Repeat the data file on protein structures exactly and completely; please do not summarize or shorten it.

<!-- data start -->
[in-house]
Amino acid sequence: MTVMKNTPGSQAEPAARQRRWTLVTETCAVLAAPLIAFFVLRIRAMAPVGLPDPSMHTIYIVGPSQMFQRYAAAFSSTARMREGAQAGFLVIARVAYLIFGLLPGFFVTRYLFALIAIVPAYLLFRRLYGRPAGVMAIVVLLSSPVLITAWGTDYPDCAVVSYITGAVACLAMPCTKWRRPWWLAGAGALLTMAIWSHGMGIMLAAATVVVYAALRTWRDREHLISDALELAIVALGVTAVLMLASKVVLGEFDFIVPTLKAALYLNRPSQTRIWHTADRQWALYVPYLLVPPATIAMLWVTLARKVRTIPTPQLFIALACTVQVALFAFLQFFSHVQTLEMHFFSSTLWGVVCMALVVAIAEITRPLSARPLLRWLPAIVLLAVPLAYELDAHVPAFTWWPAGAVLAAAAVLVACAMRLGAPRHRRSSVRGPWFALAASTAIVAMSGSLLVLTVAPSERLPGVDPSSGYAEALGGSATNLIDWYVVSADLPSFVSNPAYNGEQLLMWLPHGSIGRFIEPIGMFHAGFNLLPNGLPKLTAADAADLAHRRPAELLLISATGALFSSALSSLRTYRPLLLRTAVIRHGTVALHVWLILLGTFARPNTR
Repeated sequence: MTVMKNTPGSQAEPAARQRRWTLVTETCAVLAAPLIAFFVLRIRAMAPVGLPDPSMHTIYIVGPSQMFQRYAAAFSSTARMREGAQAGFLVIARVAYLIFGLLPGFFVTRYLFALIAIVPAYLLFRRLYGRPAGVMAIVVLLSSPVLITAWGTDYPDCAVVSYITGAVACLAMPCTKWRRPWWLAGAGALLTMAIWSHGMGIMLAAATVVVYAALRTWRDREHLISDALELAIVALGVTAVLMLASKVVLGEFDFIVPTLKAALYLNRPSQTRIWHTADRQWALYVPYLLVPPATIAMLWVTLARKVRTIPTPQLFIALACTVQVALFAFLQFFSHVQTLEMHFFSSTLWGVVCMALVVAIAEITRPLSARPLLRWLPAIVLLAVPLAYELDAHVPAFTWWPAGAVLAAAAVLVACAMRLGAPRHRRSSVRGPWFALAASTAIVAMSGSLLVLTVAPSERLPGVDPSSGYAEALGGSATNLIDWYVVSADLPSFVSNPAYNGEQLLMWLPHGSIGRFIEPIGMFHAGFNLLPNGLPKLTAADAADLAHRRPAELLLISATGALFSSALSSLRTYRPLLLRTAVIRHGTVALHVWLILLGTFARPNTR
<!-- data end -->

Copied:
[in-house]
Amino acid sequence: MTVMKNTPGSQAEPAARQRRWTLVTETCAVLAAPLIAFFVLRIRAMAPVGLPDPSMHTIYIVGPSQMFQRYAAAFSSTARMREGAQAGFLVIARVAYLIFGLLPGFFVTRYLFALIAIVPAYLLFRRLYGRPAGVMAIVVLLSSPVLITAWGTDYPDCAVVSYITGAVACLAMPCTKWRRPWWLAGAGALLTMAIWSHGMGIMLAAATVVVYAALRTWRDREHLISDALELAIVALGVTAVLMLASKVVLGEFDFIVPTLKAALYLNRPSQTRIWHTADRQWALYVPYLLVPPATIAMLWVTLARKVRTIPTPQLFIALACTVQVALFAFLQFFSHVQTLEMHFFSSTLWGVVCMALVVAIAEITRPLSARPLLRWLPAIVLLAVPLAYELDAHVPAFTWWPAGAVLAAAAVLVACAMRLGAPRHRRSSVRGPWFALAASTAIVAMSGSLLVLTVAPSERLPGVDPSSGYAEALGGSATNLIDWYVVSADLPSFVSNPAYNGEQLLMWLPHGSIGRFIEPIGMFHAGFNLLPNGLPKLTAADAADLAHRRPAELLLISATGALFSSALSSLRTYRPLLLRTAVIRHGTVALHVWLILLGTFARPNTR
Repeated sequence: MTVMKNTPGSQAEPAARQRRWTLVTETCAVLAAPLIAFFVLRIRAMAPVGLPDPSMHTIYIVGPSQMFQRYAAAFSSTARMREGAQAGFLVIARVAYLIFGLLPGFFVTRYLFALIAIVPAYLLFRRLYGRPAGVMAIVVLLSSPVLITAWGTDYPDCAVVSYITGAVACLAMPCTKWRRPWWLAGAGALLTMAIWSHGMGIMLAAATVVVYAALRTWRDREHLISDALELAIVALGVTAVLMLASKVVLGEFDFIVPTLKAALYLNRPSQTRIWHTADRQWALYVPYLLVPPATIAMLWVTLARKVRTIPTPQLFIALACTVQVALFAFLQFFSHVQTLEMHFFSSTLWGVVCMALVVAIAEITRPLSARPLLRWLPAIVLLAVPLAYELDAHVPAFTWWPAGAVLAAAAVLVACAMRLGAPRHRRSSVRGPWFALAASTAIVAMSGSLLVLTVAPSERLPGVDPSSGYAEALGGSATNLIDWYVVSADLPSFVSNPAYNGEQLLMWLPHGSIGRFIEPIGMFHAGFNLLPNGLPKLTAADAADLAHRRPAELLLISATGALFSSALSSLRTYRPLLLRTAVIRHGTVALHVWLILLGTFARPNTR